The neural basis for reading can be improved by studying early brain activity, reseachers concue after a new study on the topic.
Led by Piers Cornelissen, Morten Kringelbach, Ian Holliday and Peter Hansen from the Universities of York, Oxford, Aston, and Birmingham UK, the study showed very early interactions between the vision and language domains during reading.
Using brain imaging, researchers showed that the speech motor areas of the brain (inferior frontal gyrus) were active at the same time (after a seventh of a second) as the orthographic word-form was being resolved within a brain region called the fusiform gyrus.
The finding challenges the conventional view of a temporally serial processing sequence for reading in which letter forms are initially decoded, interact with their phonological and semantic representations, and only then gain access to a speech code.
Also, the finding has a potentially important clinical application in relation to developmental dyslexia (affecting between 15-30 million people in the US alone) and those with acquired reading disabilities through injury or disease.
The researchers have claimed that a better understanding of normal reading processes could potentially help these individuals.
Using a neuroimaging method called magnetoencephalography (MEG) at Aston University, UK, the researchers tried to decode the highly automatized processing of words.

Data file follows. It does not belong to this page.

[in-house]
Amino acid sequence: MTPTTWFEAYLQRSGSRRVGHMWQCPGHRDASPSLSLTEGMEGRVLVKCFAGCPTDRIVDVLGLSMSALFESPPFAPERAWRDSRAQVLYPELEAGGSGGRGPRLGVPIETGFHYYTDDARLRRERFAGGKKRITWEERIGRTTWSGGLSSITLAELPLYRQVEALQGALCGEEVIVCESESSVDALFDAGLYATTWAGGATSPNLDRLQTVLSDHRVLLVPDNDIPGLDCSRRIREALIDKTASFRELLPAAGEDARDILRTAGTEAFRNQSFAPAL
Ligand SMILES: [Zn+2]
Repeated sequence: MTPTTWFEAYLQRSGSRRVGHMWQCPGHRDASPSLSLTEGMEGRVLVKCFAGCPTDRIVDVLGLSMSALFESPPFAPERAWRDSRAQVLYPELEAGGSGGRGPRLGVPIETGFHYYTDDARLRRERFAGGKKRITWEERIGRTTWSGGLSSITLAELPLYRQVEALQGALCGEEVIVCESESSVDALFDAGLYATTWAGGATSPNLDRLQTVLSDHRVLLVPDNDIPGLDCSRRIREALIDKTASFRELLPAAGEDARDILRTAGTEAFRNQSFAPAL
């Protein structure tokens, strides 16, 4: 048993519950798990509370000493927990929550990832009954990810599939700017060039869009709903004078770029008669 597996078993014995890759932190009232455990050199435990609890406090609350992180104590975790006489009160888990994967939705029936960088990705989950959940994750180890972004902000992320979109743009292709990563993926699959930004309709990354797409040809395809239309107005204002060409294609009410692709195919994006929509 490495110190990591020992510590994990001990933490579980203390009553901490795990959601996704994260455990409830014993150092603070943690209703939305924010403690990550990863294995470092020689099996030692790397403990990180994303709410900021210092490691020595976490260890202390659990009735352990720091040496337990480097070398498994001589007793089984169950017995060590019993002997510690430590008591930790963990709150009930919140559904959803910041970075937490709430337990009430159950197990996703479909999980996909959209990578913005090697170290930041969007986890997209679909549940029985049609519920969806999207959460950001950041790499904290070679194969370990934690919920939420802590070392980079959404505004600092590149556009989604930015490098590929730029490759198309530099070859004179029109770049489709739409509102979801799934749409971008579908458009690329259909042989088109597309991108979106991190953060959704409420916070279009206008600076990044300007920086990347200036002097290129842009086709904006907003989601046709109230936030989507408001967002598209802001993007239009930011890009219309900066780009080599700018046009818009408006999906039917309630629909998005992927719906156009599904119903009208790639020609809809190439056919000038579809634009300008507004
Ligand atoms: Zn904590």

Thus, they used an implicit task that required participants to monitor the colour of a small red cross and to press a button as soon as the colour changed.
This was interspersed with words, consonant strings and faces that were shown for 300 ms, but which were not important to solve the task.
After the experiment, the researchers found key differences in the early brain activity of normal adults when they were reading words compared to reading consonant strings and seeing faces.
Time-frequency analyses showed a left-lateralized inferior frontal gyrus (pars opercularis) response to words between 100-250 ms in the beta frequency band that was significantly stronger than the response to consonant strings or faces.
The left inferior frontal gyrus response to words peaked at approximately 130 ms.
The response was significantly later in time than the left middle occipital gyrus, which peaked at approximately 115 ms, but not significantly different from the peak response in the left mid fusiform gyrus, which peaked at approximately 140 ms, at a location coincident with the fMRI-defined visual word form area (VWFA).
Also, they detected significant responses to words in other parts of the reading network, including the anterior middle temporal gyrus, the left posterior middle temporal gyrus, the angular and supramarginal gyri, and the left superior temporal gyrus.
The left inferior frontal gyrus is located in the front of the brain, which is a key region of the language brain and lesions can lead to the inability to articulate words.
As far as the experiment is concerned, the inferior frontal gyrus apparently plays a key role integrating the visual and language aspects of reading.
The study is published in the open-access, peer-reviewed journal PLoS ONE.